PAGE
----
quarta-feira, 13 de julho de 2011

sculpt in hopeless silence

The time I burned my guitar, it was like a sacrifice.
You sacrifice the things you love. I love my guitar.
~ Jimi Hendrix

If you're trapped in the dream of the other, you're fucked.
~ Gilles Deleuze

The longer one dwells in the fields of the music written about here [and there, cf. the honor roll to the right of this page], the more likely it is that one will lose his grasp on just how near-invisible all this work really is. The internet meme, sparked by that increasingly fetid banner-bearer of modern music out of London, states that about 150 folks regularly attend to these fields, world-wide. Whatever the scope of the thing, I like to remind myself of this-not at all because I confuse esoteric with virtuous [obscurity, Napoleon famously said, is forever!], but because I esteem highly those who labor principally for the sake of the work.










One such laborer is the Lisbon-based guitarist, Pedro Chambel. Chambel holds a doctorate in medieval history, works in academic research, and issues his solo works at the rate of three-per-decade, a refreshing antidote to the unfettered prolixity of many of his fellow improvisers.

From the first, the 2001 release Anamnesis, a work of unspooled, unstable micro-sounds that seem to consist of a guitar's entrails and viscera, to last year's exacting listen, Utpote, Chambel has drilled and distilled his guitar into the smallest pools and eddies of sound possible.

Utpote
 approaches Sachiko M's sine work in its focus and rigor. He is working with only the sparest reference to the guitar's historical characteristics, creating a substrata of noises that rise and fall around a continuous, 38 minute burred, possibly e-bowed, tone.Utpote seldom rises, the steady-state, spinal-tone aside, above nearly inaudible. Press up closer, and there's a world of febrile activity at work-pliant, tactile and aflutter, what is striking about these recondite sounds is how many of them issue from Chambel's hands themselves. You can hear his caresses, fussing and flickering over the instrument's body, the ceaseless tonal hum and what is at play around it more like some sort of light cast, than music.

Chambel, like Sachiko M, and a few other contemporaries, trusts his listeners to find in the sparest of sound worlds the evocative and vital, albeit heard quite often only if you incline carefully to sift through the sonic shavings and silt. The self-limits and rigor of his approach over the past decade, to say nothing of the modest release schedule, is intriguing to me. Chambel is dreaming his own sound; we should pause now and then, and consider the sacrifice.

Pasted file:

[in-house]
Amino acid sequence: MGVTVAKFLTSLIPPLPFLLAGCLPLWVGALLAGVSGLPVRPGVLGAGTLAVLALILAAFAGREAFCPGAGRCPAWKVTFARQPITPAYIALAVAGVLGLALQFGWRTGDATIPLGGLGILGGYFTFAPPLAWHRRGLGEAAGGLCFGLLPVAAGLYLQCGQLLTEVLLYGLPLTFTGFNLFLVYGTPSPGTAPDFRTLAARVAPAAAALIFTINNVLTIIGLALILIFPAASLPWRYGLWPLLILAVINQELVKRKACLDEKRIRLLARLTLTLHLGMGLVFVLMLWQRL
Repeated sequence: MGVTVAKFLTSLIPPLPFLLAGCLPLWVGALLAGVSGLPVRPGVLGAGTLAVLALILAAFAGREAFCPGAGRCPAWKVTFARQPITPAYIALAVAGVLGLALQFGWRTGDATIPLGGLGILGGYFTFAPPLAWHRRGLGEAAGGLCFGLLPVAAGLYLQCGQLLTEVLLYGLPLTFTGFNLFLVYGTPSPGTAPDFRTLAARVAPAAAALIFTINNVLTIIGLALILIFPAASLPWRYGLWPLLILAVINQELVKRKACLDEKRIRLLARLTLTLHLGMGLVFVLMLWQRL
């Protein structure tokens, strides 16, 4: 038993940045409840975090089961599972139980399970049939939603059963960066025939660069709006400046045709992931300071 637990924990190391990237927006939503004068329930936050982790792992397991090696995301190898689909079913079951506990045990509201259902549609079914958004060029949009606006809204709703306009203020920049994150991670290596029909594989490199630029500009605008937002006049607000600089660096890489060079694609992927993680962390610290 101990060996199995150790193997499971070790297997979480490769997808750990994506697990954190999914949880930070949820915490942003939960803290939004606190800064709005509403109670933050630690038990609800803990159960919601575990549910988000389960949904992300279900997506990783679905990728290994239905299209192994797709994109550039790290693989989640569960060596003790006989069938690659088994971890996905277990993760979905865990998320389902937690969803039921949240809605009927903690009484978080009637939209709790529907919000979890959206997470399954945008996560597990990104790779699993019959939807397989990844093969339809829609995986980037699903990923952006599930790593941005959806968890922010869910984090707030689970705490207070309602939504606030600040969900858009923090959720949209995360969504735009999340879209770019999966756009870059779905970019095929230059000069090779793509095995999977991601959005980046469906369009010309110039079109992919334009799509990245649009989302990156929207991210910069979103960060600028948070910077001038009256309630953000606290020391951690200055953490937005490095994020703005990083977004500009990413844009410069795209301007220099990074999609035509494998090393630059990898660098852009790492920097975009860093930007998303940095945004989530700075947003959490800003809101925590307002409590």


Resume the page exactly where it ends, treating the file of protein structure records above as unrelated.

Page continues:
Fractal Sources, for information on Chambel's three releases -Anamnesis [2001], bruit [2005], and Utpote [2010]. I recommend all three, as, considered together, Chambel's narrative is distinct, his distillation, starting from zero, the more impressive.



Let us sculpt in hopeless silence
all our dreams of speaking

~Fernando Pessoa, The Book of Disquiet

Jesse Goin

terça-feira, 12 de outubro de 2010

Pedro Chambel on Fractal Sources:

Utpote, 2010


Pedro Chambel - Guitar, Electronics, Objects


Reviews:


Tonight I have picked a CD off of the To Listen To pile and played it back to back three times over, which was a little hard to do, not because I particularly dislike the music, its not that bad at all, but because its quite a harsh, difficult listen.
The disc in question is Utpote , the third full length release by the Portugese guitarist Pedro Chambel, this one released on his own Fractal Sources label following two earlier releases on Creative Sources. When Pedro sent me this new disc he also included the earlier CS releases, which alas I have not yet been able to listen to, so please excuse the lack of any comparison to his earlier work. Utpote (a latin word apparently meaning roughly “in as much”) consists of one thirty-eight minute track for electric guitar, objects and electronics. From the outset the piece hits us with a strong continual sine tone, maybe created from placing an eBow on a string, maybe created using some other form of electronics. The tone is quite high pitched, similar to that used for so long by Sachiko M on her solo releases, but perhaps thicker and slightly warmer. Besides a slow fade at the end, the tone then remains present right the way through the album, without really wavering, and if there is any adjustment on volume or intensity it happens so gradually that you don’t notice it. So, not unlike Sachiko’s solo music, this is a tough listen.